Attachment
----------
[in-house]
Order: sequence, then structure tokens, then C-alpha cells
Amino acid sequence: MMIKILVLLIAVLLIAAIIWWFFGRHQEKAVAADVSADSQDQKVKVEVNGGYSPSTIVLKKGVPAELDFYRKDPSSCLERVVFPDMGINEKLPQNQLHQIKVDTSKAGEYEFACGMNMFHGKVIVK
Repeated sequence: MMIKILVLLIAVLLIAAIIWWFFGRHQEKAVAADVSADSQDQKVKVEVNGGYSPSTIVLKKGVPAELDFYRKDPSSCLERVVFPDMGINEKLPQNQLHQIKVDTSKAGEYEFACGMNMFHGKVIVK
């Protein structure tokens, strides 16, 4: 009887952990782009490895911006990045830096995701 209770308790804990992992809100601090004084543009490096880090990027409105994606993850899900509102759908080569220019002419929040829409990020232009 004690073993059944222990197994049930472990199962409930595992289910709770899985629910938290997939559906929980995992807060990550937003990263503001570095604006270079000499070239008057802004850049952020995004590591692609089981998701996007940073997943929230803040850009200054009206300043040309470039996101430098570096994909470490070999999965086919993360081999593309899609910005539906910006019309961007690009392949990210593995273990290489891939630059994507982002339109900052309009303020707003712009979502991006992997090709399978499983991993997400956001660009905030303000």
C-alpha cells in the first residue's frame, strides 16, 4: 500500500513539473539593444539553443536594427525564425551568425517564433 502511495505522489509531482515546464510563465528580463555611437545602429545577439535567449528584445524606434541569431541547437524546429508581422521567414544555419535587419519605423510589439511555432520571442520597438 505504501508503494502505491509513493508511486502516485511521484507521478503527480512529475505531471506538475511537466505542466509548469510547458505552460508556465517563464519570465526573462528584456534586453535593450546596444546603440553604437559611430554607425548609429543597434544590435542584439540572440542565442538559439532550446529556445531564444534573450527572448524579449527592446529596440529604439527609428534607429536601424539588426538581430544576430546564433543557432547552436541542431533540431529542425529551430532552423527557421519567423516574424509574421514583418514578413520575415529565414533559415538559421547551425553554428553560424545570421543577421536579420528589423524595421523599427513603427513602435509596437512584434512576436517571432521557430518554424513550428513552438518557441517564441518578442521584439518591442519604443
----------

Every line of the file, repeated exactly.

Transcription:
[in-house]
Order: sequence, then structure tokens, then C-alpha cells
Amino acid sequence: MMIKILVLLIAVLLIAAIIWWFFGRHQEKAVAADVSADSQDQKVKVEVNGGYSPSTIVLKKGVPAELDFYRKDPSSCLERVVFPDMGINEKLPQNQLHQIKVDTSKAGEYEFACGMNMFHGKVIVK
Repeated sequence: MMIKILVLLIAVLLIAAIIWWFFGRHQEKAVAADVSADSQDQKVKVEVNGGYSPSTIVLKKGVPAELDFYRKDPSSCLERVVFPDMGINEKLPQNQLHQIKVDTSKAGEYEFACGMNMFHGKVIVK
């Protein structure tokens, strides 16, 4: 009887952990782009490895911006990045830096995701 209770308790804990992992809100601090004084543009490096880090990027409105994606993850899900509102759908080569220019002419929040829409990020232009 004690073993059944222990197994049930472990199962409930595992289910709770899985629910938290997939559906929980995992807060990550937003990263503001570095604006270079000499070239008057802004850049952020995004590591692609089981998701996007940073997943929230803040850009200054009206300043040309470039996101430098570096994909470490070999999965086919993360081999593309899609910005539906910006019309961007690009392949990210593995273990290489891939630059994507982002339109900052309009303020707003712009979502991006992997090709399978499983991993997400956001660009905030303000």
C-alpha cells in the first residue's frame, strides 16, 4: 500500500513539473539593444539553443536594427525564425551568425517564433 502511495505522489509531482515546464510563465528580463555611437545602429545577439535567449528584445524606434541569431541547437524546429508581422521567414544555419535587419519605423510589439511555432520571442520597438 505504501508503494502505491509513493508511486502516485511521484507521478503527480512529475505531471506538475511537466505542466509548469510547458505552460508556465517563464519570465526573462528584456534586453535593450546596444546603440553604437559611430554607425548609429543597434544590435542584439540572440542565442538559439532550446529556445531564444534573450527572448524579449527592446529596440529604439527609428534607429536601424539588426538581430544576430546564433543557432547552436541542431533540431529542425529551430532552423527557421519567423516574424509574421514583418514578413520575415529565414533559415538559421547551425553554428553560424545570421543577421536579420528589423524595421523599427513603427513602435509596437512584434512576436517571432521557430518554424513550428513552438518557441517564441518578442521584439518591442519604443